Potato Hash with Bell Peppers and Onions
2 Tbsp. olive oil
1 Tbsp. unsalted butter
1 pound potatoes, peeled and cut into ½” cubes
1 onion, diced
1 red bell pepper, diced
2 tsp. fresh parsley, chopped
3 garlic cloves, minced
Salt and pepper, to taste
1/4 cup freshly grated Parmesan cheese
Preheat the oil and butter in a large nonstick skillet over medium heat. Add potatoes, toss to coat with oil, and place a lid on the pan. Allow the potatoes to cook covered for 10 minutes.
Remove the lid and increase the heat to medium high. Add onion and bell pepper. Cook for 15 minutes, stirring occasionally, until the potatoes and vegetables turn golden brown.
Add the parsley and garlic; cook for 2 minutes. Season with salt and pepper. Sprinkle with Parmesan and serve immediately.
Spicy Garlic Kale With Sauteed Peppers
2 bunches kale
5 tablespoons olive oil
2 onions, diced
5 garlic cloves, minced (or extruded through garlic press)
2-3 peppers, cut into short strips
1/2 teaspoon red pepper flakes
white pepper
Wash kale. Pull greens away from the stalks, discarding stalks. Shred by hand into small pieces.
Place kale in steamer basket, and steam until tender (approximately 10 minutes). Remove immediately from heat.
Heat olive oil in heavy pan over medium-high heat. When the oil is hot, add onions. Saute until onions are translucent. Add garlic and red pepper flakes, saute for 1-2 more minutes. Add pepper slices, and saute until tender (approximately 4-5 minutes). Remove from heat.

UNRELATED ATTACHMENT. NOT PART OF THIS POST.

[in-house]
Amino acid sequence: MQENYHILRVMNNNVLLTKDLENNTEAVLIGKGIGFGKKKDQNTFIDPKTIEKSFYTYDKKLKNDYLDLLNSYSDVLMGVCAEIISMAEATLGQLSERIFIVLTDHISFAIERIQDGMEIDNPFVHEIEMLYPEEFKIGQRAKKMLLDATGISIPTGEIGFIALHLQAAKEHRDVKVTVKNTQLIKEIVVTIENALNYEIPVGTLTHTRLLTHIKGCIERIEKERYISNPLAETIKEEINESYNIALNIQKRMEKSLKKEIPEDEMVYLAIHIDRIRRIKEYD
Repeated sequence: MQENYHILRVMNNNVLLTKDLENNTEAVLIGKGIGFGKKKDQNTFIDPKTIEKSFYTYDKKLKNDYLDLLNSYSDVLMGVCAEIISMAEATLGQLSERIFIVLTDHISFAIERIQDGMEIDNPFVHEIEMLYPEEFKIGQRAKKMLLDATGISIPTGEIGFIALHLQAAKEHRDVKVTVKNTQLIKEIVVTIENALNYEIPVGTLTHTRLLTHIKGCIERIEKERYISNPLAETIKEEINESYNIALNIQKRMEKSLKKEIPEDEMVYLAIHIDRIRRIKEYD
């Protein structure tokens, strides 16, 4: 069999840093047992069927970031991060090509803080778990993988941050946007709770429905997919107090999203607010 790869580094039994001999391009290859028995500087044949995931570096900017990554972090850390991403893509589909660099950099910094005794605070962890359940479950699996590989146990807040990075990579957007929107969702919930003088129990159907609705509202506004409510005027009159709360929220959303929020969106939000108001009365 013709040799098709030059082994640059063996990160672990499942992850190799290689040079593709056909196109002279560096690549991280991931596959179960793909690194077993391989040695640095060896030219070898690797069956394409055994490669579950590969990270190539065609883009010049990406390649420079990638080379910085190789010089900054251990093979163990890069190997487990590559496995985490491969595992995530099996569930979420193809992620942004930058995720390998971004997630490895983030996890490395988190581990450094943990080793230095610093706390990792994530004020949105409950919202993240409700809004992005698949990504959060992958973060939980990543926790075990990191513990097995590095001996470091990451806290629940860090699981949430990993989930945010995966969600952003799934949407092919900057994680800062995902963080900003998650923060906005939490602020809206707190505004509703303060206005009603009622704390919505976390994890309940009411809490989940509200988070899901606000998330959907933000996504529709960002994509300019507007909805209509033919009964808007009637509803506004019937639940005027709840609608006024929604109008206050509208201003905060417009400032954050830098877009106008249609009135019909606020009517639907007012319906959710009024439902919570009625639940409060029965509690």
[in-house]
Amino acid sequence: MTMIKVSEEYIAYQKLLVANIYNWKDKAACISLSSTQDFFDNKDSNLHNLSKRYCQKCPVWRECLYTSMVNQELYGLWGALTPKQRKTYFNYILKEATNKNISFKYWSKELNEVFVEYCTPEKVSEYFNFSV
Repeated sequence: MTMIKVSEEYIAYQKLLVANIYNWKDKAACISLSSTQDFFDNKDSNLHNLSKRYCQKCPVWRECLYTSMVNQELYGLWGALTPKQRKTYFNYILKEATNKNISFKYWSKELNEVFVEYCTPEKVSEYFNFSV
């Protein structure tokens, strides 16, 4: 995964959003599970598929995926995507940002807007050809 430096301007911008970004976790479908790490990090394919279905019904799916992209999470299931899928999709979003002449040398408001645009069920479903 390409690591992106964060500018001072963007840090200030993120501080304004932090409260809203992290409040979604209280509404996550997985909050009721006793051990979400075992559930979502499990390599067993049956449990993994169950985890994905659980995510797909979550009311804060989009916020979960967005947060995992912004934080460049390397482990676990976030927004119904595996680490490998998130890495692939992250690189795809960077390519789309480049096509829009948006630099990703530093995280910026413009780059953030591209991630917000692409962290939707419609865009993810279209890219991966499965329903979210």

Add kale to pan, and toss ingredients together thoroughly. Add salt and pepper to taste. Serve hot or room temperature.

Tuesday, September 3, 2013

CSA Newsletter Week #13

Week 13
Sept. 3 and 4

1 head lettuce
1 bunch greens
1/2# salad mix
sweet peppers
hot peppers

As far as subjects for newsletters go, this one is a major no brainer.
It’s September, we have made it over the huge energetic hump that is Labor Day, we finely got some much needed rain, the CSA appreciation celebration is this weekend and our harvest this week is literally overflowing with tons of veggies from the insanely nutritious and delicious Brassica family.  
Friends, we are oh so lucky these days and it just so happens to be 
Week Lucky 13 of the season!  
Yes!  Once again, Black Kettle Farm proves to be in alignment.
So about these Brassicas......who and what are they?? Sometimes called Cole Crops, the brassica family includes broccoli, kale,collards, arugula, cabbage, asian greens, brussels sprouts, radish, turnip and mustard greens.  Any of those sound familiar?  We have no doubt had at least one crop from the Brassica family amongst our BKF harvest for the last 13 weeks.  They pack the most nutritional punch of any veggie family and it is recommended that they are consumed at least 3 times a week.  With a Brassica heavy share like this one, including that 1/2 pound bag o’ baby greens, you can eat them every day and pump up that that highly notable and undeniable, 13 weeks of fresh veggie fueled , Black Kettle Farm CSA member gorgeous glow, emanating health, vitality and fabulosity!